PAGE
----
Newsletter #15

Ignore This and Your Online Course Will Flop (No Matter How Smart You Are)

written by

Jon Morrow


The first course I ever created was a flop.

It was about how to partner with other people to build thriving businesses. I built it in partnership with Brian Clark, the founder of the Copyblogger.

I created the course; he promoted it.

The worst performing course Brian had ever created earned $45,000 on launch week. The best went on to make over $3 million.

I figured I was about to get rich.

But I was wrong.

The course made about $16,000 total, if I remember correctly.

I smashed Brian’s record for the worst performer.


Thankfully, the setback was temporary. About six months later, I launched a new course on guest blogging that went on to make $2.5 million.

What changed?

You might think it’s the way I promoted it. Or that I no longer partnered with Brian. Or that I created a much better course the second time.

Those were indeed three changes, but they didn’t affect the course sales. Not immediately, anyway.

And therein lies an important lesson.

A lot of people think course sales are all about the size of your email list or following on social media. If millions of people love and trust you, then they will buy anything you create, right?


When I partnered with Brian, the course launched to an audience of millions. When I launched my second course on guest blogging, I only had an audience of about 1600 and sold about $40,000 on launch week. From there, sales increased like a rocket and my audience was never as big as Copyblogger.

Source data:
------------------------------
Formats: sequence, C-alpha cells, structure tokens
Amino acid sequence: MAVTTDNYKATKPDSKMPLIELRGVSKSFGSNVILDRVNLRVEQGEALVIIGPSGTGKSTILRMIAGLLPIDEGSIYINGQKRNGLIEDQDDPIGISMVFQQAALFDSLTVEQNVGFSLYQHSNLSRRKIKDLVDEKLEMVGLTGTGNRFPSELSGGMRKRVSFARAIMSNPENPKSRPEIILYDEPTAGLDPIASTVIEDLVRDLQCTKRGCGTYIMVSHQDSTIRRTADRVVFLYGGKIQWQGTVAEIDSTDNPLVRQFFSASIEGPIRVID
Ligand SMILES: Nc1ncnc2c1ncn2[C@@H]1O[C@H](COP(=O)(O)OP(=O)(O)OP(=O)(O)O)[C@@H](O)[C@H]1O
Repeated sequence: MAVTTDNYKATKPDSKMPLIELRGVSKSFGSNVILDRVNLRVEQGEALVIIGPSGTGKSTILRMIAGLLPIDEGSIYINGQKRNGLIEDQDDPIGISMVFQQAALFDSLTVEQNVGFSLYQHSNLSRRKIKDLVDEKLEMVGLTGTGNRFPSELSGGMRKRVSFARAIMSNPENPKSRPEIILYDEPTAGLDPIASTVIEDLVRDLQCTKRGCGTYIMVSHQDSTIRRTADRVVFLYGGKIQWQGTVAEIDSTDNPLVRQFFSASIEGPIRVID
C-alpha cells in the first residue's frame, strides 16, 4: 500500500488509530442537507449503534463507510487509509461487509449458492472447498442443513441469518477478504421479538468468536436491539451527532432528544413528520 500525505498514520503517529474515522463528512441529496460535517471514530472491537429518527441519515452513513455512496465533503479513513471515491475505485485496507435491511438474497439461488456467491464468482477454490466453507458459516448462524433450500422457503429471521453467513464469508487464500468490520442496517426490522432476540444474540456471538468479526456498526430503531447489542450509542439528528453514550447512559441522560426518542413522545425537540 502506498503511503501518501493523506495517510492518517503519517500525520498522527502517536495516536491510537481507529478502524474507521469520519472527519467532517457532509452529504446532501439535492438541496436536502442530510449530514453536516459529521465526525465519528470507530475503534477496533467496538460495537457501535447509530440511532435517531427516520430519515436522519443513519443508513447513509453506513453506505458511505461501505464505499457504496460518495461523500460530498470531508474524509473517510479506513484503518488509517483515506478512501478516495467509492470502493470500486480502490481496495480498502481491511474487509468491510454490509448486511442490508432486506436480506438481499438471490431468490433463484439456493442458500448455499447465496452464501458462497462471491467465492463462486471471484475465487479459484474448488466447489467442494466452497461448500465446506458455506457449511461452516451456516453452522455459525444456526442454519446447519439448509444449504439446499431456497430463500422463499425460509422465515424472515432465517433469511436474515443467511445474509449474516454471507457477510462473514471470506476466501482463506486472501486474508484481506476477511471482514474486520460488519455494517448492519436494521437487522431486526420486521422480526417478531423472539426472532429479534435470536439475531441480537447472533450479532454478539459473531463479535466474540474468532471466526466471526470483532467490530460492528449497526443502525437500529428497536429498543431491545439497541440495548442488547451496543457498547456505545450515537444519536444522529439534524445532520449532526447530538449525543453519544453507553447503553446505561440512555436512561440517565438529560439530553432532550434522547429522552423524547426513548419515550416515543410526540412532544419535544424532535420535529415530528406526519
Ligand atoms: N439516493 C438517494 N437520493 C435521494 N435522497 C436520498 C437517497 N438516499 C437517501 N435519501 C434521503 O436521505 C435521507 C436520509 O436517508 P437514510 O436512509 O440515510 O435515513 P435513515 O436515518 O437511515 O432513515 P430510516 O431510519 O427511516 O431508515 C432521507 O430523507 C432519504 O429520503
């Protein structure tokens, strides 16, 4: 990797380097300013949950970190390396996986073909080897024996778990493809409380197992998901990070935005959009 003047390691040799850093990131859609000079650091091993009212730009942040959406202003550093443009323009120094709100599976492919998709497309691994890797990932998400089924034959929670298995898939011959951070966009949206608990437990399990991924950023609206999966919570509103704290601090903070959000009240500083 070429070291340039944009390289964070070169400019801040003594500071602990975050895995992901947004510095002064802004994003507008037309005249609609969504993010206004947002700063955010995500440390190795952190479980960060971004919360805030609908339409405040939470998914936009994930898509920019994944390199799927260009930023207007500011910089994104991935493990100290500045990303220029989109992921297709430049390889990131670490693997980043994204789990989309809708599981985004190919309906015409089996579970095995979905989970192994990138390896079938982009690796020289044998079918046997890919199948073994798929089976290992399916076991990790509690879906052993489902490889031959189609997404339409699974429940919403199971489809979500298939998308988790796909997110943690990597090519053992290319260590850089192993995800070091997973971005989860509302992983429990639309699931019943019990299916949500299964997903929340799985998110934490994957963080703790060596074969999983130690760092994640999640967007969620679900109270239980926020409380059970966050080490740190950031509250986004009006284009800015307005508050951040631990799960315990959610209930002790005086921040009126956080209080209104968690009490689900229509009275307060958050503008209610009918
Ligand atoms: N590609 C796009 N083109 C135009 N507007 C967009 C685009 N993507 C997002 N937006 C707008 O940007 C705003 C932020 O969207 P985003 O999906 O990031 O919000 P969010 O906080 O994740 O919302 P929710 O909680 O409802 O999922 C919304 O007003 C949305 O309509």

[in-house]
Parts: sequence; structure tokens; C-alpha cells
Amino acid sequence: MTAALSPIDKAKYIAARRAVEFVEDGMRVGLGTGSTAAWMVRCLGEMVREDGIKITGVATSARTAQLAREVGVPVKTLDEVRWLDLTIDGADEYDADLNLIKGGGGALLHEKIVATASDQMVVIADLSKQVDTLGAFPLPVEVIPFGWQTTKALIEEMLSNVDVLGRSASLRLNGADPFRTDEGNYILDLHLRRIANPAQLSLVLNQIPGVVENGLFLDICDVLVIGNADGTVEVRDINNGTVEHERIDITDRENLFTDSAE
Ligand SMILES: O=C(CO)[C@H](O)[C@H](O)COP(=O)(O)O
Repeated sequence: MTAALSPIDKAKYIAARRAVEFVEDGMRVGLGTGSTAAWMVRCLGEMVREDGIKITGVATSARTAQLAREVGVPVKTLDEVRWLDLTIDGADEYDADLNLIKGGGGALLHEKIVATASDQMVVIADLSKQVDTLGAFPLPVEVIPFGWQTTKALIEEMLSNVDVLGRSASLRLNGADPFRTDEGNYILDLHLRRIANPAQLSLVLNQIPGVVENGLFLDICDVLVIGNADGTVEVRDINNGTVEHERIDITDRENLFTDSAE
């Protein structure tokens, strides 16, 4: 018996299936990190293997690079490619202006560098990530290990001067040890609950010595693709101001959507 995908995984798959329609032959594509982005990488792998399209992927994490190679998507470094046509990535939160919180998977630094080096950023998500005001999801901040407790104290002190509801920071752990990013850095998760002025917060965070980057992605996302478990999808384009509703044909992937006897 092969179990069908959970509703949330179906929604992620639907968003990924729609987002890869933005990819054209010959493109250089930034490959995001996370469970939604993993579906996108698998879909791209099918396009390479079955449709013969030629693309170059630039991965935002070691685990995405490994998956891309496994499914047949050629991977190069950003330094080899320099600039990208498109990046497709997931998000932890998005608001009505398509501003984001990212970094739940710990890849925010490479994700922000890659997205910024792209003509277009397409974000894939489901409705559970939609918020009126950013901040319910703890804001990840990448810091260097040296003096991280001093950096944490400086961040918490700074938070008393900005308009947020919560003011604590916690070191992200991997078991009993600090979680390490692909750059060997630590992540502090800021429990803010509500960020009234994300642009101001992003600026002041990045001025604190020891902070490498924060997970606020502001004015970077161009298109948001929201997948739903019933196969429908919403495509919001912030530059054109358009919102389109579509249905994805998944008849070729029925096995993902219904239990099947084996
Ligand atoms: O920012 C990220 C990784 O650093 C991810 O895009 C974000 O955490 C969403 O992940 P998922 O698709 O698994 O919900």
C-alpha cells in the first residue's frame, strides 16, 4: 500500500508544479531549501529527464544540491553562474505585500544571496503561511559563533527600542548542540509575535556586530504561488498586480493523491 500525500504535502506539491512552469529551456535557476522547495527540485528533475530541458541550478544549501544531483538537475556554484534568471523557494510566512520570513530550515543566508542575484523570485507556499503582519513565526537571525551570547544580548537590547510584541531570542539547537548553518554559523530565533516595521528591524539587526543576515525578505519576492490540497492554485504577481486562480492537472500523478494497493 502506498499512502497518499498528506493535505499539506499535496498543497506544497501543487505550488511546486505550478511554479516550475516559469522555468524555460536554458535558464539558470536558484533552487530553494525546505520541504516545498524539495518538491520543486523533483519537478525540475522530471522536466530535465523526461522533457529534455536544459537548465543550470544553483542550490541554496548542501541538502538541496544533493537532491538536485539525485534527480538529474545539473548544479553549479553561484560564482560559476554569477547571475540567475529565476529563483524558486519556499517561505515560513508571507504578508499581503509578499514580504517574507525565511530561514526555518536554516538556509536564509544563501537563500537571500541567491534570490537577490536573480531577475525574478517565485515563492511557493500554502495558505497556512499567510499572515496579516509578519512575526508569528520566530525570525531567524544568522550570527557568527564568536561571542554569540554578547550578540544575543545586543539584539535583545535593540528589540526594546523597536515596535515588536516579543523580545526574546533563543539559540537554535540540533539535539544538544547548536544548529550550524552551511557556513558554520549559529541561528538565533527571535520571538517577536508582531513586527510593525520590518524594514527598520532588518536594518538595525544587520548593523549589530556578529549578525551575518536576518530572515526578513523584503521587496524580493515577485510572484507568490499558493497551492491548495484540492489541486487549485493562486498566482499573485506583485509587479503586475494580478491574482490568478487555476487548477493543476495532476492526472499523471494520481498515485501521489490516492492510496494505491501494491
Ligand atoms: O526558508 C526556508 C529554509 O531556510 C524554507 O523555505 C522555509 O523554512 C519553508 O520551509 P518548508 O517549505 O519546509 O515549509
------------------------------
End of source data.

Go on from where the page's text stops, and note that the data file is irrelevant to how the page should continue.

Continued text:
The truth is, the size of your audience has no long-term effect on course sales. You can launch with an audience of zero and make millions of dollars over the next several years.

Promotional strategies are also mostly irrelevant.

It doesn’t matter if you have tons of search engine traffic, a huge following on Instagram, or you spend millions on Facebook ads.

If the course is meant to be successful, all of them will work. If it’s not, none of them will work.

The quality of the course doesn’t even matter… in the beginning.

That’s because people don’t know if the course is good or not until AFTER they buy. 

You could be selling a course on getting rich on Instagram and then deliver a photo of a baboon’s buttocks and the only people who would know they got scammed would be the buyers who logged in.

And a small percentage would decide they like the baboon photo and never ask for a refund.

This is why there are so many shockingly bad courses. Course creators are not incentivized at all (in the short term) to deliver a quality course. They’re just incentivized to make big promises.

And now we arrive at a clue as to what changed.

When it comes to selling courses, two things matter more than anything:

1. A desirable outcome. 

The first course I ever bought was on how to catch monster freshwater bass. I was 10 years old and spent my allowance on it.


Because I was going through a phase, okay? I loved fishing and wanted nothing more in life than to catch monster freshwater bass.

This is the first and most important requirement for your course topic.

People have to WANT the outcome.

Doesn’t matter if it’s bass fishing or losing weight or building a popular onlyf*ns account. 

(Yes, there are successful courses on that last one, don’t ask me how I know.)

There are two parts to this: wanting and there being an actual outcome.